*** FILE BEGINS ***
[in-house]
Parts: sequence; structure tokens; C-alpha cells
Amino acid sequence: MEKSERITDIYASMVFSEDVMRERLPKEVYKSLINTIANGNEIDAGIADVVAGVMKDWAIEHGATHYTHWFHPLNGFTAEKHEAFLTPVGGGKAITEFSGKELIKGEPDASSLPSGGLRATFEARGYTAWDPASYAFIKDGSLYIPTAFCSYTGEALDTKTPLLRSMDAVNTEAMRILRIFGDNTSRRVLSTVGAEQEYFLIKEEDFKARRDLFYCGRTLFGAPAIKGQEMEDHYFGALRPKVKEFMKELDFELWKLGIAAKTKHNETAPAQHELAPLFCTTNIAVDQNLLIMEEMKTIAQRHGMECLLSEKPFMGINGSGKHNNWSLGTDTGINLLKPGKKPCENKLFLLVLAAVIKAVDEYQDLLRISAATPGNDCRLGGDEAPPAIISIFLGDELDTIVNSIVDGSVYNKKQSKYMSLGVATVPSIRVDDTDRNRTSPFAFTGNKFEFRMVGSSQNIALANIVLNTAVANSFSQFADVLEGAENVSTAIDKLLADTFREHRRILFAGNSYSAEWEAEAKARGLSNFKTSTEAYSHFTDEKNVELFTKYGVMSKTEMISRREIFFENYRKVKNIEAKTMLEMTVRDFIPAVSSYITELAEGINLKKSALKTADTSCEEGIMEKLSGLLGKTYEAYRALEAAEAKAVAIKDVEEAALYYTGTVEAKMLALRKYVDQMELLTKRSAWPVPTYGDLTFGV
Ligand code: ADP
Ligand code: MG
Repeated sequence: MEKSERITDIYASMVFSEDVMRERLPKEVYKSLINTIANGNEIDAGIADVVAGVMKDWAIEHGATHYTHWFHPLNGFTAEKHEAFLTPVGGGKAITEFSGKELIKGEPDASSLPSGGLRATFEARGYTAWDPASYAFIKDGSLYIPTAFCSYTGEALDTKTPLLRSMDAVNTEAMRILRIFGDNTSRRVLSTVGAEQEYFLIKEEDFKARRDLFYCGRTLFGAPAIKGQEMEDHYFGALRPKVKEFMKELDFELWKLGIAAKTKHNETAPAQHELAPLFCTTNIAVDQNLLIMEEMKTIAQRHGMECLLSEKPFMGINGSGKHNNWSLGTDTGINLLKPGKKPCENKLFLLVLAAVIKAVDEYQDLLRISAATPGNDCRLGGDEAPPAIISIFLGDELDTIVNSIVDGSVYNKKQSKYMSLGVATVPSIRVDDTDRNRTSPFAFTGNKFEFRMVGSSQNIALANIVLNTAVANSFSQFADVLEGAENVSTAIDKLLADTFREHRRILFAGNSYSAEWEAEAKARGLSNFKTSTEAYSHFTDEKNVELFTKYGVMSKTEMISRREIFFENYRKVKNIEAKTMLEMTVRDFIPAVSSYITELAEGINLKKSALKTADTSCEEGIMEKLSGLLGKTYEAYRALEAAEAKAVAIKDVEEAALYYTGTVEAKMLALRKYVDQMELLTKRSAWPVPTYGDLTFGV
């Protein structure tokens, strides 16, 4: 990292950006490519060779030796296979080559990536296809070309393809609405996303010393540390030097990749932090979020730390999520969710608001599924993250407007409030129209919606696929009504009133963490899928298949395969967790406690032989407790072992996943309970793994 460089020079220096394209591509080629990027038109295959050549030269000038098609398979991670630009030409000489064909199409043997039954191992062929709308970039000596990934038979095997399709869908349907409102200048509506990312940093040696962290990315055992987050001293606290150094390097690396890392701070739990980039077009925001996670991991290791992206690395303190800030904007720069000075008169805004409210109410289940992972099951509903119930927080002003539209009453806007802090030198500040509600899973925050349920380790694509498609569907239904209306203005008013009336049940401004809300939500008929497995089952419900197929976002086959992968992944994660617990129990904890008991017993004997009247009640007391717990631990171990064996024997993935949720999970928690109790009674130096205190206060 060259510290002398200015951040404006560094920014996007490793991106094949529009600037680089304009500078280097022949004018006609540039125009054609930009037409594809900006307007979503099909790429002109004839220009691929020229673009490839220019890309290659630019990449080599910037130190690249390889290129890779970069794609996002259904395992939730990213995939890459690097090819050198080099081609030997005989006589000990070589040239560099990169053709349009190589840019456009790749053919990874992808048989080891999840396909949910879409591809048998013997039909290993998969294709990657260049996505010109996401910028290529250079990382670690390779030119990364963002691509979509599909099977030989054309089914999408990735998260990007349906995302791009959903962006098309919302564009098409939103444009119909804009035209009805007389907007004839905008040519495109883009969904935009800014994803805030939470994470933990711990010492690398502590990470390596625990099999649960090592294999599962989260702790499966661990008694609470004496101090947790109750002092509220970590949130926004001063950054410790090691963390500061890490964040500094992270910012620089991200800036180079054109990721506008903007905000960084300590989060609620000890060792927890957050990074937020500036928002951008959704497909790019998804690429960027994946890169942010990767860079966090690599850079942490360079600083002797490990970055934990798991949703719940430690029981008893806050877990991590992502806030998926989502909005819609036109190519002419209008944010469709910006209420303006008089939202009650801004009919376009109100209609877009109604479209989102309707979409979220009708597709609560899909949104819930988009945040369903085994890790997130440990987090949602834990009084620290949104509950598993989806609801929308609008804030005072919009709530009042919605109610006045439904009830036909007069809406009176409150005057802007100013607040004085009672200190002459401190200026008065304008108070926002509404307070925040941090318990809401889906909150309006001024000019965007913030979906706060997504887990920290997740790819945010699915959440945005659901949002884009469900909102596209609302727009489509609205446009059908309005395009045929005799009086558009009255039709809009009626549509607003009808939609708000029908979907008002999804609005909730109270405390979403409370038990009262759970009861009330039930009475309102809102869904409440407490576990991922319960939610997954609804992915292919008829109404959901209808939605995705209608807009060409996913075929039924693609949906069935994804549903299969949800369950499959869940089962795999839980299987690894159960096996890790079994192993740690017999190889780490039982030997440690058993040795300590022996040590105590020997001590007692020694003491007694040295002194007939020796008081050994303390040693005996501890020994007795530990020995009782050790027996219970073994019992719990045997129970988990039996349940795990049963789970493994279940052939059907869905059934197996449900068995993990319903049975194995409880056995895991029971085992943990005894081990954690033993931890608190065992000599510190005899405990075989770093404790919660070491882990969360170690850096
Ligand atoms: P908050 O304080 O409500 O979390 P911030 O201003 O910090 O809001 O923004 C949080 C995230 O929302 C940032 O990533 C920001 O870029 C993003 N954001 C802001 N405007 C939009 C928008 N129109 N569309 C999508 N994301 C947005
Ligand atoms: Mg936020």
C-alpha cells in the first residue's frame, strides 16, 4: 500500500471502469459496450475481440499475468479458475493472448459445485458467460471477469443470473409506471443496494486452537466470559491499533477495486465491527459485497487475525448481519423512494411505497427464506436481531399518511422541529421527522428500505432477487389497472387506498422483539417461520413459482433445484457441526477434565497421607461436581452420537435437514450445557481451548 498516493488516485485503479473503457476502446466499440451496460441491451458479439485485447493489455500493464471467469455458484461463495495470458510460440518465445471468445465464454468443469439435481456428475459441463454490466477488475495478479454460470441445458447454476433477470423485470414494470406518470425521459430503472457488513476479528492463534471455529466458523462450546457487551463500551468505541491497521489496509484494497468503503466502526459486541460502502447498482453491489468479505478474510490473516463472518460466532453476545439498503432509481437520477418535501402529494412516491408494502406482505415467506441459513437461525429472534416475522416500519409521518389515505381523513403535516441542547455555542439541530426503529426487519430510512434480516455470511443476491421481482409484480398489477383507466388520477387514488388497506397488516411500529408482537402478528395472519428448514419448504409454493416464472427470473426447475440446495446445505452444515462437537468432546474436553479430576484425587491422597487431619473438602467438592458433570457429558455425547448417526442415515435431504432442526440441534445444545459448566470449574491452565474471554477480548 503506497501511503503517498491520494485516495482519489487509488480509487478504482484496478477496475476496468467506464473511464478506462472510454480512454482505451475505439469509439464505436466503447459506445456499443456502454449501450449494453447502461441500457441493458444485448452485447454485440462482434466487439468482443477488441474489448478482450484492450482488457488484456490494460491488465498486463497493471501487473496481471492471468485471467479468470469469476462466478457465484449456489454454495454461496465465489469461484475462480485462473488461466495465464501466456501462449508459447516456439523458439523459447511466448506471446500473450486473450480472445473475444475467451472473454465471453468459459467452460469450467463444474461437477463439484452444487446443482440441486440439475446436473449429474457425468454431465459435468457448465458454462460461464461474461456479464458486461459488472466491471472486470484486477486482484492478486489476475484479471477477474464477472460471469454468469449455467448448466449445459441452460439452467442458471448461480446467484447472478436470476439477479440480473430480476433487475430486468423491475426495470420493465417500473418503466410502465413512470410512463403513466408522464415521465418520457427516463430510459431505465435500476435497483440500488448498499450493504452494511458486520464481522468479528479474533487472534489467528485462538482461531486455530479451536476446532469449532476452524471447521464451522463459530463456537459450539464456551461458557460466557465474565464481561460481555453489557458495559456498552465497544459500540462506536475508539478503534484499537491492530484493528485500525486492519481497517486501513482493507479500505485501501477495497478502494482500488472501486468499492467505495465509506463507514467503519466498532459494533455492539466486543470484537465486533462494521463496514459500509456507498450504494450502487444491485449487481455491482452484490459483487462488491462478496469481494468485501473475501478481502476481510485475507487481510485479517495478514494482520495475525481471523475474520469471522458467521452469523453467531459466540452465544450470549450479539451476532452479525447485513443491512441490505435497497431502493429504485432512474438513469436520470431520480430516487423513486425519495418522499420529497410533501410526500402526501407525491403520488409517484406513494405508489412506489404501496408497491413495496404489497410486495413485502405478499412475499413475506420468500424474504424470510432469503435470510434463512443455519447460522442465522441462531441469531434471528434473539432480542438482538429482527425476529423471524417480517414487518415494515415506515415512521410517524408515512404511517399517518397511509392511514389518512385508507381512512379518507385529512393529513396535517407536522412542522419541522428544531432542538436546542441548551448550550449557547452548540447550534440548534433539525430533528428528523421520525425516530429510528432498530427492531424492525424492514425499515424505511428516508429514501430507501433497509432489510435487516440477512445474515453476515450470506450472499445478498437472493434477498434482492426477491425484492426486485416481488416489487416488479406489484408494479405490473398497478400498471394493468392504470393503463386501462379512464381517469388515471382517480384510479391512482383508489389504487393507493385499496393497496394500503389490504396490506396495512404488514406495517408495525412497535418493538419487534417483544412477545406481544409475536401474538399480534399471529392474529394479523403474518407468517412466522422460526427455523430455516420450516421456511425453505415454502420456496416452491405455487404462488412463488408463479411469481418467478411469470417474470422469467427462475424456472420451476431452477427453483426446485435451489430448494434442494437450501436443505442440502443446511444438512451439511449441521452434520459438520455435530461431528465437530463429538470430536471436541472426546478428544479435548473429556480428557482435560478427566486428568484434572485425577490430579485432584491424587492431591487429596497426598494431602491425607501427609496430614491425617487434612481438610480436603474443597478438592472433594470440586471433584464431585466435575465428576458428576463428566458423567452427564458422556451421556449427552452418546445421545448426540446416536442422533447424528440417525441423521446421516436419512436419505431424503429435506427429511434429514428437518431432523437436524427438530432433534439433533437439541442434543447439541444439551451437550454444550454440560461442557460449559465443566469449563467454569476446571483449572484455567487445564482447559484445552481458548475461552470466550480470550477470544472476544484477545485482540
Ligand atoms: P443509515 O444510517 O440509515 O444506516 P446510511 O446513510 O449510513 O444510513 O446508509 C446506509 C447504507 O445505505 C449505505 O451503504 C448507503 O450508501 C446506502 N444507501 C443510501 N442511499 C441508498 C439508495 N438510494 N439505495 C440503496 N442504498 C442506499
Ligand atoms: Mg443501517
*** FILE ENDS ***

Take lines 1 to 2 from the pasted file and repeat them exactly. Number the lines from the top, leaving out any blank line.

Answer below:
[in-house]
Parts: sequence; structure tokens; C-alpha cells